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We had a house built recently and there's a vent on the wall where the microwave is on the exterior of the house, but it doesn't seem like anything is coming out of this vent when we turn it on while cooking food on our stove top (which is directly below the microwave). We leave the fan on for twenty minutes and it makes a loud noise and doesn't really do anything. And in the winter, I don't feel any cold air coming from the bottom of the microwave.

While the house was still being built, we noticed that there was no hole cut out in the wall for the vent (they said they would do that when the microwave is installed). Is there an easy way to know if that was done or could there be another issue at play here?

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    I've never heard of a microwave vent. Are you sure you don't mean a range vent, perhaps to support a range that is below the microwave? I have seen cases where the range vent and range light are built into the bottom of the microwave. – Harper Feb 17 '17 at 3:58
  • Yes, sorry: range vent that is attached to our microwave. – thecoolmacdude Feb 17 '17 at 4:04
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    This still seems odd (picture) but the easiest way is to look from the outside - if the wall is unbroken there's no vent. But it could just be a cavity cooling fan (though this should be automatic) – Chris H Feb 17 '17 at 7:45
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    check above the microwave in the attic or above the roof to see if they ran the vent up and through the roof. – d.george Feb 17 '17 at 10:31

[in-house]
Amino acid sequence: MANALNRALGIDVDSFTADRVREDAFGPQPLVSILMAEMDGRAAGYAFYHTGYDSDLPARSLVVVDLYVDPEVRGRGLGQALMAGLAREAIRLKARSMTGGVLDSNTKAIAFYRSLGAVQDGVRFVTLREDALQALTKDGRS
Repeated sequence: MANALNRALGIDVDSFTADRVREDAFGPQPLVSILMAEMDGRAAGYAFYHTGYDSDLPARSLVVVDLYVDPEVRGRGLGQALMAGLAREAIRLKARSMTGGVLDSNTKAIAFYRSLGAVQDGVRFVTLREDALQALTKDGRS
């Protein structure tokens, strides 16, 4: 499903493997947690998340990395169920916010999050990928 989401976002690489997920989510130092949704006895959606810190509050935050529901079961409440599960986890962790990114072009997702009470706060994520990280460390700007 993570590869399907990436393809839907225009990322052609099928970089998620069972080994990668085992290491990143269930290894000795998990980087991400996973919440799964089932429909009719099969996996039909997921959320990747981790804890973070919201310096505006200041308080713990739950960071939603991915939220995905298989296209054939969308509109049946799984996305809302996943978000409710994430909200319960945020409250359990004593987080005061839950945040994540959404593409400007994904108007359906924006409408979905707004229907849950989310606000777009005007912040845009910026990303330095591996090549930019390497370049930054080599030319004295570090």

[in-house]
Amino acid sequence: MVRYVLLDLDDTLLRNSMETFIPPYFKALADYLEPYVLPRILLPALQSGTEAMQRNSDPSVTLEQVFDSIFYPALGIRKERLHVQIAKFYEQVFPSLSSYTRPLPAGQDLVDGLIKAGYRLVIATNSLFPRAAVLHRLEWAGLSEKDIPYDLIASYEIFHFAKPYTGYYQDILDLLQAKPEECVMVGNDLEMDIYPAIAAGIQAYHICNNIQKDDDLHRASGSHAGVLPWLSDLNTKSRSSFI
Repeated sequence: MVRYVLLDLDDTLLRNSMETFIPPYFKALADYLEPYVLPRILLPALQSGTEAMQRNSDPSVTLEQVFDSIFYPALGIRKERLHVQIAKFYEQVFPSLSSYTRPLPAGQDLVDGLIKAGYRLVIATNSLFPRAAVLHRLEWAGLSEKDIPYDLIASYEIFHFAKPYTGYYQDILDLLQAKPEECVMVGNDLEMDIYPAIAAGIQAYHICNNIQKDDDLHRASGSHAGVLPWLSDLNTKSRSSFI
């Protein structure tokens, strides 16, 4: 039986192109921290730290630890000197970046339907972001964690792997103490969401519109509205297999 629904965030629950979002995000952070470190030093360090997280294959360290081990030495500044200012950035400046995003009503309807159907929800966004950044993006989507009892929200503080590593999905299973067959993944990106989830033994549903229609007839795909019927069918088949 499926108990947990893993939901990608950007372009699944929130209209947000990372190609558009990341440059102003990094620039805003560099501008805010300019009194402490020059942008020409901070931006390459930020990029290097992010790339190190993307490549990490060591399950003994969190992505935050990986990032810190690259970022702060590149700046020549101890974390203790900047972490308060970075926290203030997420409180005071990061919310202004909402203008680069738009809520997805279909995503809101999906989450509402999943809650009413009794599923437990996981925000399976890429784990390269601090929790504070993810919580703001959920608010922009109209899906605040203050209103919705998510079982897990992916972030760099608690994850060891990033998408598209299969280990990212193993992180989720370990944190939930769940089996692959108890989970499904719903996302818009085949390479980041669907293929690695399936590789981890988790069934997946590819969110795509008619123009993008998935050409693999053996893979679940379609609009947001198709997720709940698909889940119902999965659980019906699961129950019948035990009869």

• I will check outside. There are cabinets above the microwave and nothing inside of there resembles a vent. – thecoolmacdude Feb 17 '17 at 12:54
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Properly installed range hood vent, including those combined with microwaves, almost always use an external vent hood that has a flap to prevent backdrafts. The flap is pushed out by the increased air pressure created by the vent fan.

While there are sometimes internal backdraft flaps, there is almost always an external one as well.

Look at the exterior hood and have someone turn on the vent fan. You should see the flap moving. If it does not, you likely have a problem.

You can remove the external hood by removing mounting screws and cutting the caulk seal around the edges. You can then look into the hole to see where (if) it is connected.

Many vent hoods can be set up for interior or exterior venting. This usually involves changing the orientation of the fan itself during setup. The installer may have left the fan pushing the exhaust into the kitchen. If so, you should be able to feel a draft at the top of the unit when the fan is on.

  • Looking at the exterior opening was the easiest solution--didn't think of that. – thecoolmacdude Feb 18 '17 at 21:04
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It's fairly rare for microwave range hoods to be vented outside in newer homes unless specifically requested by the initial owner (at least in my part of the world, where any exhaust vent wastes expensive heated interior air). They're set up from the factory to be recirculatory, running air through charcoal filters and/or wire mesh grease traps, then out the front louvre. By reversing the fan unit housing they can be configured to vent to the exterior.